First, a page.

Still, Flatley said that the “economics of doing DNA-based diagnostics on a single chip will be compelling” by the time the two segments converge. “It’s going to be so cheap and so easy, you’ll have instant access to the information,” he said.
Flatley admitted that DTC genetic testing is likely to remain a “rich and famous” market for the next few years, but that as the price drops well below $1,000 — 23andMe recently cut its price from $999 to $399 while the DecodeMe service is still in the $1,000 range — the tests stand a greater chance of being used in standard care.
“We believe that there will be consolidation of the consumer and personal diagnostic markets,” Flatley said. “At the end of the day, diagnostics and consumer markets become indistinguishable; they will become one single market.”
Illumina will be chasing a small but growing number of rivals in this space, among them Mukilteo, Wash.-based CombiMatrix, which in 2005 opened its CombiMatrix Molecular Diagnostics subsidiary in Irvine, Calif., to offer a line of lab-developed tests. It received CLIA certification the following year.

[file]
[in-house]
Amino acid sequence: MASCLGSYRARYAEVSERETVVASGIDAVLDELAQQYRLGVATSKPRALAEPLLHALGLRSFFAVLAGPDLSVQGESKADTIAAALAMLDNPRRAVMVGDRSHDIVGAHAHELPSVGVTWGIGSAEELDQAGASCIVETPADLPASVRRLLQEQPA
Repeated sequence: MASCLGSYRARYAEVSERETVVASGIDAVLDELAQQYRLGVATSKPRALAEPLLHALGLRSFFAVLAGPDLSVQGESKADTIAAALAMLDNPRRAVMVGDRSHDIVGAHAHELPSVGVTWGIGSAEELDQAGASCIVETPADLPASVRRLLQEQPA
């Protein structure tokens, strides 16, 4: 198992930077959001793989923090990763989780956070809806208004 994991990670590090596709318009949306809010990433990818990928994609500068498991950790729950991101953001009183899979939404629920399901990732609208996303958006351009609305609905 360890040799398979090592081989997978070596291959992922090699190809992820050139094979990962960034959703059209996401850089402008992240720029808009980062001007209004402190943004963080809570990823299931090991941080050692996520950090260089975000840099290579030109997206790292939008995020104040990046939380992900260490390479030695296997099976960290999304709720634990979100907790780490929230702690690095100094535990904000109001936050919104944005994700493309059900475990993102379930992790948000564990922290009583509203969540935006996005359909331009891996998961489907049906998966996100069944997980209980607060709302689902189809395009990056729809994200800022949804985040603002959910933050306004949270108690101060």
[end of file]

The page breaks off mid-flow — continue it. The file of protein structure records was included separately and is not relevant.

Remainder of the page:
Also in 2006, Affymetrix opened a CLIA lab in Sacramento, Calif. Today, several Affy partners, including Pathwork Diagnostics and Navigenics, another DTC testing startup, rely on services provided by Affy’s clinical services lab.
According to Heath, the entire diagnostics market is worth about $80 billion worldwide, $45 billion of which is in vitro diagnostics, which is growing at a rate of about 7 percent each year. Within the IVD market, the molecular diagnostics space is currently worth about $3 billion and growing 16 percent annually.
Meantime, array-based tests made up around $160 million, or a little more than 5 percent, of the total molecular diagnostics market in 2007, according to Harry Glorikian, managing partner of Boston-based consultancy Scientia Advisors. By 2012, that portion is projected to grow to $660 million, or around 9 percent of the molecular diagnostics segment, which itself is expected to reach around $7 billion by that time (see BAN 10/28/2008).
Heath said that the bulk of the molecular diagnostics market is infectious-disease testing based largely on amplification technologies, like PCR and branched DNA. “As we look out to the future, though, we anticipate most of the growth is going to come in the spaces of oncology and pharmacogenomics,” Heath said. “Oncology is the sweet spot of growth in molecular diagnostics.”